MOSCOW. (RIA Novosti economic commentator Oleg Mityayev) - The economic downturn has hurt both the price and the volume of the natural gas Russia exports to Western Europe.
However, some analysts attribute the drop in Russian gas exports to another major reason, Gazprom's inflexible pricing policy, which could eventually lose the gas monopoly its European customers. However, officials at Gazprom do not plan a policy change. Neither do they see any reason to panic.
Deputy Energy Minister Sergei Kudryashov said on June 23 one of the problems with Russian gas exports was the lack of flexibility in liberalized European markets when the competition grows fierce. By Kudryashov's estimate, demand for gas in Europe dropped by a mere 5% in the first quarter, while Russian exports plummeted by nearly 60%.
It transpires that, along with the shortfall in earnings, the key Russian gas exporter lost part of its control of the European gas market to competitors.
The next day, June 24, Gazprom's Deputy CEO Alexander Medvedev did his best to rebut criticism of the monopoly's export policy. He admitted that supplies to Europe at the end of 2008 and beginning of 2009 were cut for reasons beyond their control.
Gazprom's relations with foreign customers are regulated by long-term contracts, where quarterly price adjustments are based on European petroleum prices six to nine months before. In the first half of 2008, oil reached a peak, gas prices also peaked, and so after the relevant time lag, prices reached $500 per 1,000 cubic meters in the forth quarter. The price remained high in early 2009.
That is why Europeans drew more heavily on their underground gas storage tanks. In Medvedev's estimates, they increased the use of previously accumulated fuel by 65% in the first quarter. This move naturally affected Gazprom's earnings along with other gas suppliers, Nigeria and Algeria, but benefited Norway which trades on the spot market for gas, where deals take immediate effect. In addition, Norway then commissioned a huge gas deposit, Ormen Lange.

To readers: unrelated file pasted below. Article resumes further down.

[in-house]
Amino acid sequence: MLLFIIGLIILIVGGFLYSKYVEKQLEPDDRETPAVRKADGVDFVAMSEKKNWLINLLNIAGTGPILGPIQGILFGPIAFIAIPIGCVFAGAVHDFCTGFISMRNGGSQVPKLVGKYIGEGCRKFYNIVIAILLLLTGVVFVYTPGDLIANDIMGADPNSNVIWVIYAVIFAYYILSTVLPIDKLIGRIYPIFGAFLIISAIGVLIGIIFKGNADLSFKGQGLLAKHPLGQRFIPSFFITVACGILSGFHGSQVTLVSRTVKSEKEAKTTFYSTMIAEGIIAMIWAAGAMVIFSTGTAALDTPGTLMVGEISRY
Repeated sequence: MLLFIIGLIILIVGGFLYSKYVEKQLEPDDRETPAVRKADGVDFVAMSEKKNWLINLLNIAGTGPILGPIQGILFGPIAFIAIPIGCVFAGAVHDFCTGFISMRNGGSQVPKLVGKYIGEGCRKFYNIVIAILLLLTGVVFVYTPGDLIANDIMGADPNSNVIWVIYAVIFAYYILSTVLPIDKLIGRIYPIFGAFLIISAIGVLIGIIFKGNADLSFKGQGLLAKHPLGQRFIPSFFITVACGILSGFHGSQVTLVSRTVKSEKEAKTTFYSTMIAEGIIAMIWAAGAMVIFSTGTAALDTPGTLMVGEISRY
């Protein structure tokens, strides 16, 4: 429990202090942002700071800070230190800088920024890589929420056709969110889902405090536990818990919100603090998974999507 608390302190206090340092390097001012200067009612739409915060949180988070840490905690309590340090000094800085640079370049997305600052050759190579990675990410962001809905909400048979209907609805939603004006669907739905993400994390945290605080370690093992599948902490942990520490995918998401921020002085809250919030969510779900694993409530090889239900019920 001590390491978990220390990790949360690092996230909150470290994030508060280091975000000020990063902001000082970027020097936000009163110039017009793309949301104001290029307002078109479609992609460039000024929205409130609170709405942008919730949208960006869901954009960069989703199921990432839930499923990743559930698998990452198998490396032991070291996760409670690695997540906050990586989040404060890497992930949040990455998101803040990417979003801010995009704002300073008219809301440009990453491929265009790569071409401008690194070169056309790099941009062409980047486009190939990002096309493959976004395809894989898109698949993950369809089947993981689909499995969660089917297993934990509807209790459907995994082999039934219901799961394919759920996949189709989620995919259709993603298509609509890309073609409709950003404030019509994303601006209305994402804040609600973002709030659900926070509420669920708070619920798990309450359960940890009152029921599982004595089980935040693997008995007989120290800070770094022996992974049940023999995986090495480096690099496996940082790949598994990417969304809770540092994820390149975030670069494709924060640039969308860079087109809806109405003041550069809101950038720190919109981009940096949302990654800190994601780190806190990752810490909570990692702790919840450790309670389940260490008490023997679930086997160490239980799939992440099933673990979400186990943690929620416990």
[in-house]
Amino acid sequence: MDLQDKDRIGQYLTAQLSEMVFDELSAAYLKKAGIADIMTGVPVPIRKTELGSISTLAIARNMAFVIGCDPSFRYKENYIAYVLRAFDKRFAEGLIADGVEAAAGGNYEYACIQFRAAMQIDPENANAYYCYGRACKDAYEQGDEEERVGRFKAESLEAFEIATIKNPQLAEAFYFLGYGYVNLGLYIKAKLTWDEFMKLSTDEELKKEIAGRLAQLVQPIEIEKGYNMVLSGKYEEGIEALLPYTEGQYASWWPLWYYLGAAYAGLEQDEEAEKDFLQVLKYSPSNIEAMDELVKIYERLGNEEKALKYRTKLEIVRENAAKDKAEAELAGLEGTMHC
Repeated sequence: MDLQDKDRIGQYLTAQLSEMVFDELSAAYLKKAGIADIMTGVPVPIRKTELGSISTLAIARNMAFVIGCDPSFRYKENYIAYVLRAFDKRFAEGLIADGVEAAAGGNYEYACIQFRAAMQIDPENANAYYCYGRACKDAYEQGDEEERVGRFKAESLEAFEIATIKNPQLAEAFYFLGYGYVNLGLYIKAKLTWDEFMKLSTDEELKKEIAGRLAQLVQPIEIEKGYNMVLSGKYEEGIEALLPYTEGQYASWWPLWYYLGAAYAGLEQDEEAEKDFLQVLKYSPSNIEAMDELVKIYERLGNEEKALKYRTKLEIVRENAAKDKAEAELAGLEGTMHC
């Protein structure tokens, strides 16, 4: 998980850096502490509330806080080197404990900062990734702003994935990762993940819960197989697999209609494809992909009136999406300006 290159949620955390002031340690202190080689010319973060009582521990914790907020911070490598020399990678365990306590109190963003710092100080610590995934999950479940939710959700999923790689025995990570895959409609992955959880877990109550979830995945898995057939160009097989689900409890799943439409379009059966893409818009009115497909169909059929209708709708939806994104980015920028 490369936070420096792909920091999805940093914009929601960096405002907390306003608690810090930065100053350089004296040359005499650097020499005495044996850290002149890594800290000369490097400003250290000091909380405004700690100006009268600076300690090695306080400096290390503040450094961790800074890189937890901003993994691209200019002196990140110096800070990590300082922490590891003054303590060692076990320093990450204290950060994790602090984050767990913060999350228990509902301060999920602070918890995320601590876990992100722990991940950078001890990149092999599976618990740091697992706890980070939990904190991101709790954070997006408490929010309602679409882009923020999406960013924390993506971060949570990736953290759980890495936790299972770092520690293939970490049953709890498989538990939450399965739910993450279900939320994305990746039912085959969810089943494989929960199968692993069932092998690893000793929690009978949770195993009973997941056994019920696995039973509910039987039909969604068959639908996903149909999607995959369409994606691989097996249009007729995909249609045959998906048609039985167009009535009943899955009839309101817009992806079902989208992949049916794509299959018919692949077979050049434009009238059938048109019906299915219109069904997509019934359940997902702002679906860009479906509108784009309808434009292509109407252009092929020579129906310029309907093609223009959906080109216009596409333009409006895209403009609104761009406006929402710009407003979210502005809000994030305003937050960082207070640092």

The Russian-Ukrainian gas conflict also seriously harmed Russia's supplies to Europe, resulting in a 4.5 billion cubic meter shortfall for European consumers.
Nevertheless, Medvedev does not believe Gazprom is losing its grip on the European gas market (of which the Russian monopoly has controlled a quarter until recently), and sees no point in abandoning the existing pricing or contract policy.
Europeans began increasing purchases from Gazprom in April as they needed to refill their storage tanks. Gazprom's prices have stabilized at a fairly acceptable level. The Russian monopoly's latest estimate says the average price for Europe will exceed $280 this year, the same as other suppliers'.
This is why Gazprom pays no attention to advice about adding flexibility to its pricing policy, even though the monopoly potentially has a system of discounts.
Gazprom is not planning to abandon the long-term contract practice. The management board believes this system suits both the monopoly and its customers, supporting stable operation both at price peaks and during lows. Only the gas export problems in late 2008 and early 2009 might refute this last statement.
In Gazprom's latest estimates, its exports beyond the CIS will drop by 10.5% this year, to 142.1 billion cubic meters (26% in the first half of 2009). The company will see a 38.5% decrease in export earnings, to $40 billion. Medvedev admitted that the monopoly would have to revise its investment plans for this year.
Gazprom's plummeting income could prod the company to searching for more borrowed resources and lobbying for further domestic gas price increases. On the other hand, gas exports may stabilize in 2010, and Gazprom's profits will grow again.
Meanwhile, the state gas monopoly is making ambitious plans as usual, including the Nord Stream and South Stream pipeline projects in Europe. Neither has it lost the hope of reaching a few remote corners of the world. Medvedev confirmed Gazprom's plans to operate in Alaska and Nigeria.
The opinions expressed in this article are the author's and do not necessarily represent those of RIA Novosti.